Joachim W Dudenhausen from the Charité Berlin University Medicine and Rolf F Maier from Magdeburg University Medical Center, investigate which risks can be minimized by close monitoring in multiple pregnancies (Dtsch Arztebl Int 2010; 107: 663-8).
14 in 1000 pregnancies will be multiple pregnancies. The average term for multiple pregnancies is notably shorter (for twins, 36 weeks; for triplets, 32 weeks; and for quadruplets, 30 weeks). Causes include the greater weight carried by the pregnant woman and increased metabolism compared with a pregnancy with only one fetus. In monozygotic twins, only one placenta is present; consequently, the risk of death of one twin is higher than in dizygotic twins, where two placentas are present.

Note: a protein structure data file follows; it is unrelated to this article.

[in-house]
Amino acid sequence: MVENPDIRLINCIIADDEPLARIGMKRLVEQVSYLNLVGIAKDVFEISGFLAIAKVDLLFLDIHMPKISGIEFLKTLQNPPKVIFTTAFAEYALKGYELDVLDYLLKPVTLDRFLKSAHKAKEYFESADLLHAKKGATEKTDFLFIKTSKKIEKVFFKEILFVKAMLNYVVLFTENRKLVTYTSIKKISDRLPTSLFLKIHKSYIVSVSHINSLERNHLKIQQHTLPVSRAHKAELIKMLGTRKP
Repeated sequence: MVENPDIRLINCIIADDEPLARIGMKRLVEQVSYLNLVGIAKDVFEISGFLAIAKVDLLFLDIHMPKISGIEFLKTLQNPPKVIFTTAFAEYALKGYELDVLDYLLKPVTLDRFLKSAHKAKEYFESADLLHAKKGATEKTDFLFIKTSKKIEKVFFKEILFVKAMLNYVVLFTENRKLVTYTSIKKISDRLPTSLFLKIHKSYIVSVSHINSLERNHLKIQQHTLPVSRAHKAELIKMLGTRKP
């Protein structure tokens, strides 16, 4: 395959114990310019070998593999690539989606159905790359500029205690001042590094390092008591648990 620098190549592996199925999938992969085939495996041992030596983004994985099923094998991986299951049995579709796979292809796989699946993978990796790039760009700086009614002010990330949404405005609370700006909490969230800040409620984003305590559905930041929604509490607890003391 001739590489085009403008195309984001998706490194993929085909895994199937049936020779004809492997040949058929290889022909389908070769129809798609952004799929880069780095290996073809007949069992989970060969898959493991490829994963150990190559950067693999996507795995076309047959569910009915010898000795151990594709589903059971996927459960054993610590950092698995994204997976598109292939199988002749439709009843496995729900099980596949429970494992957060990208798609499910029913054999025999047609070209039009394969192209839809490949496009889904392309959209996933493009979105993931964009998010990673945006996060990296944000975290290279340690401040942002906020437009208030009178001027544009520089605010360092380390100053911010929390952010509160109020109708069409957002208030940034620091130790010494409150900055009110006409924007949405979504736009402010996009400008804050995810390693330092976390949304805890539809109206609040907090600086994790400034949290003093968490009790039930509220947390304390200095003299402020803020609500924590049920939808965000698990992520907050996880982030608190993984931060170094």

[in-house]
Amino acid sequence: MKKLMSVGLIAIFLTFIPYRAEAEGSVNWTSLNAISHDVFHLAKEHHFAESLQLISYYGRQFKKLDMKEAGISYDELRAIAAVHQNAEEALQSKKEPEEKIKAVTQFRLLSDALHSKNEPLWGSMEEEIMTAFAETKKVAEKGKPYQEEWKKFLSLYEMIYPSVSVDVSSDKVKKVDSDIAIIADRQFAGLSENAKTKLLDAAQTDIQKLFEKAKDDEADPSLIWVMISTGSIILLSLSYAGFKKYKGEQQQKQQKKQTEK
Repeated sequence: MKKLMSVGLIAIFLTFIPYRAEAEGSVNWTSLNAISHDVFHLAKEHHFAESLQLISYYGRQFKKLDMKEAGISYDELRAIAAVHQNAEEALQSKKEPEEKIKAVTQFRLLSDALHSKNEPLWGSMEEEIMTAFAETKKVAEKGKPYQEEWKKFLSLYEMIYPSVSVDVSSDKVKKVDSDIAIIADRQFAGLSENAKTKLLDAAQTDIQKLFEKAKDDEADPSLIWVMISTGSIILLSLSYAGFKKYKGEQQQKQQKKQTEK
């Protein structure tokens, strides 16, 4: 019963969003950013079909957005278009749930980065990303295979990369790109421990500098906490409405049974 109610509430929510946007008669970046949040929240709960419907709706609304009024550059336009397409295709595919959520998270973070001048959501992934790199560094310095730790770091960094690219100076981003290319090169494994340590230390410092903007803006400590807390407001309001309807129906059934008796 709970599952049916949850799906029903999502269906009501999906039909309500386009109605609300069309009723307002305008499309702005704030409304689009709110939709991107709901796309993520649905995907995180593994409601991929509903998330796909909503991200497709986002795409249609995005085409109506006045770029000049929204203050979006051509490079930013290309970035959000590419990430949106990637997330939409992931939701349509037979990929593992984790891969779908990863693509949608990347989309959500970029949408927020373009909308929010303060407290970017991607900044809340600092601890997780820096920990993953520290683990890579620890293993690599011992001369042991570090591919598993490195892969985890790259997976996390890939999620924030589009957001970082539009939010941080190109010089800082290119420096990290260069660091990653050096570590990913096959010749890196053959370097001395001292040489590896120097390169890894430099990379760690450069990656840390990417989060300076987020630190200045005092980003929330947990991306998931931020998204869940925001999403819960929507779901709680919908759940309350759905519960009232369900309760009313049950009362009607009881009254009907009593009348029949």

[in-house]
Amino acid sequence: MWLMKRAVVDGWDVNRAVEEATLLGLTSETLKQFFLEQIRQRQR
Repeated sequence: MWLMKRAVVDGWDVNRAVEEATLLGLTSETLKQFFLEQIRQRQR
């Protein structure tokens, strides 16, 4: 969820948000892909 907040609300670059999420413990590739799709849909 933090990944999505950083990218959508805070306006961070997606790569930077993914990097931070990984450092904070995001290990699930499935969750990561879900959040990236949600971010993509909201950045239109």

The feto-fetal transfusion syndrome affects only monozygotic twins and results in an undersupply of blood in one twin. The cause is a connecting blood vessel between the embryos, which leads to a redistribution of the blood. The treatment of choice for the syndrome is coagulation of the connecting vessel. The growth of the fetuses needs close monitoring. The fetal growth curves of head diameter and length of femur in twins are no different from those in singletons, but towards the end of multiple pregnancies, intrauterine growth is delayed. For this reason, in multiple pregnancies the delivery should be arranged after the 38th completed week of gestation.